BioMed Central , an editorial perspective

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Melissa L Norton MD, Editorial Director, Medicine, BioMed Central

Melissa L Norton MD, Editorial Director, Medicine, BioMed Central

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  • 1. BioMed Central An Editorial perspective Melissa L Norton MD Editorial Director, Medicine
  • 2. The basics of Open Access publishing • No subscription barriers to research • Journal costs covered by – Article processing charges • Typically paid by author's funder/institution, sometimes by the author – Direct institutional support of journal
  • 3. Facts • All journals • Peer-reviewed • Archived in PubMed Central, INIST and other international archives • Searchable and retrievable • Articles are included in PubMed, Scopus, Google, CrossRef, Scirus • Some journals • Indexed in MEDLINE, Biosis (all biology titles), CAS • Tracked by Thomson-Reuters for Impact Factors
  • 4. Our journal portfolio • 64 BMC-series journals – Very broad scopes to cover all areas of Biology and Medicine – e.g. BMC Medicine, BMC Cancer, BMC Genomics • 130+ independent journals – Run by external groups of scientists or societies – e.g. Retrovirology, Molecular Pain, Malaria Journal • A small number of special ‘hybrid’ journals which publish OA research, but also publish subscription- based commissioned reviews and commentary – Genome Medicine, Genome Biology, Arthritis Research & Therapy, Breast Cancer Research, Critical Care
  • 5. The journal pyramid Top journals Specialty journals BMC Research Notes
  • 6. We take editing seriously
  • 7. We are not so different from ‘traditional’ journals • All journals are peer-reviewed • All journals have Editors (either in- house or external) • All journals have Editorial/Advisory Boards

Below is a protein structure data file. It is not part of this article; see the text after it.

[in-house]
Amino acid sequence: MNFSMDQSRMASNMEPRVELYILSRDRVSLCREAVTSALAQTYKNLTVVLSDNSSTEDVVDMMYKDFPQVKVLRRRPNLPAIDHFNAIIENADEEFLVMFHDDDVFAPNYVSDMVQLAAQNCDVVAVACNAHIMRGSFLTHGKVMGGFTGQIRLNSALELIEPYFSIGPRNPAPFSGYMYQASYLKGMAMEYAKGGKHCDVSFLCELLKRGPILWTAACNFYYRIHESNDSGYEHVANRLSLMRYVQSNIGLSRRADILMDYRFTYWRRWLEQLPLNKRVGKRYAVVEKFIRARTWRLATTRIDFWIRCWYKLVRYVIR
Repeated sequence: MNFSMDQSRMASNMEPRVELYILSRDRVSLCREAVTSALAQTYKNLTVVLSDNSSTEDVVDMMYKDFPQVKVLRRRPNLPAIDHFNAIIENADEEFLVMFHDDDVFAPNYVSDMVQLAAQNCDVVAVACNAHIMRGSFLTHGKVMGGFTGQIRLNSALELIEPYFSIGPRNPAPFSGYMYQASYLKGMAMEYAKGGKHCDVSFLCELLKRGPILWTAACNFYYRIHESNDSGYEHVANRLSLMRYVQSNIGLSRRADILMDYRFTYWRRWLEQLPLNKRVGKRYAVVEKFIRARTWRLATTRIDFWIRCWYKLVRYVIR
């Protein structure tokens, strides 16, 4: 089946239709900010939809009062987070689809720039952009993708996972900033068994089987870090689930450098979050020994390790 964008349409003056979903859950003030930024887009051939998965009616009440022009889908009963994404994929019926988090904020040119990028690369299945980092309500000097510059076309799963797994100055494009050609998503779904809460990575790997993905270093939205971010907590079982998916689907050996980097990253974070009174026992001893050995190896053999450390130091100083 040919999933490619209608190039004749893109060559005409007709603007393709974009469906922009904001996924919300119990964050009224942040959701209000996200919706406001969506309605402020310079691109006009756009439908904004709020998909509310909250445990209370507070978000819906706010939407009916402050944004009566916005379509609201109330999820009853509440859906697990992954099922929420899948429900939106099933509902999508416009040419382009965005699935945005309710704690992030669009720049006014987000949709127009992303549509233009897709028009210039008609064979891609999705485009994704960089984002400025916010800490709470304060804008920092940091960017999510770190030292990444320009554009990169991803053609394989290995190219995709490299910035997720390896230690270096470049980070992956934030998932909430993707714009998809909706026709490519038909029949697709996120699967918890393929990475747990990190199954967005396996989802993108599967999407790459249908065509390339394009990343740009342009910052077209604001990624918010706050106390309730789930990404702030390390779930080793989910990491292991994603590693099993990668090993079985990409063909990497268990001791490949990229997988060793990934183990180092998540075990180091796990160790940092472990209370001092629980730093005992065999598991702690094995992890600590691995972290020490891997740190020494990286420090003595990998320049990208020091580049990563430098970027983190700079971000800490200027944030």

• 8. But then again, we are also different
  • 9. Going (more than) one step further…
  • 10. Why choose Open Access?
  • 11. Citations and downloads • “Senior authors believe downloads to be more credible measure of the usefulness of research then traditional citations.” • http://www.ucl.ac.uk/ciber/ciber_2005_survey_final.pdf •“Open access articles receive 50% more full-text accesses and PDF downloads than subscription-access articles.” • Kenneth R. Fulton, PNAS Publisher
  • 12. How can one judge journal quality? • Visibility = article accesses, press releases/media coverage, citations • Audience = scope, published content • Speed to publication = publication on acceptance, delays for issues, long embargo/wait periods? • Reputation ?=? IF, SciMago ranking, rejection rates – I’d argue these things don’t accurately represent quality, but what other metrics do we have? Community opinion is very important
  • 13. • "Thank you very much for your help editing our paper. Your support has played an important role in the success of our work. " Santiago Schnell Indiana University School of Informatics USA Theoretical Biology and Medical Modelling • "My experience was excellent, I was particularly impressed by the thorough reviews by 3 renowned experts internationally. The article has so far had >14,000 accesses, i.e. about 55 hits per day since publication." Georgios Lyratzopoulos NHS England UK BMC Public Health • "Since August 2005, BMC journals have become our lab's favoured vehicle to establish publication priority. In addition to the smooth review and publication process, we appreciate the ability maximize the exposure of our findings to colleagues through PubMed. The ability to monitor the number of accesses to the articles is a particularly valuable feature." Robert Hegele Robarts Research Institute in London, Ontario Canada BMC Medical Genetics • "In general I enjoyed working with the staff at Journal of Biology. I have recommended the journal to all my colleagues." Stephen Davies Baylor College of Medicine USA Journal of Biology • "Wonderful positive experience. Outstanding Editor-in-Chief." Niranjan Bhattacharya Bijoygarh State hospital India Malaria Journal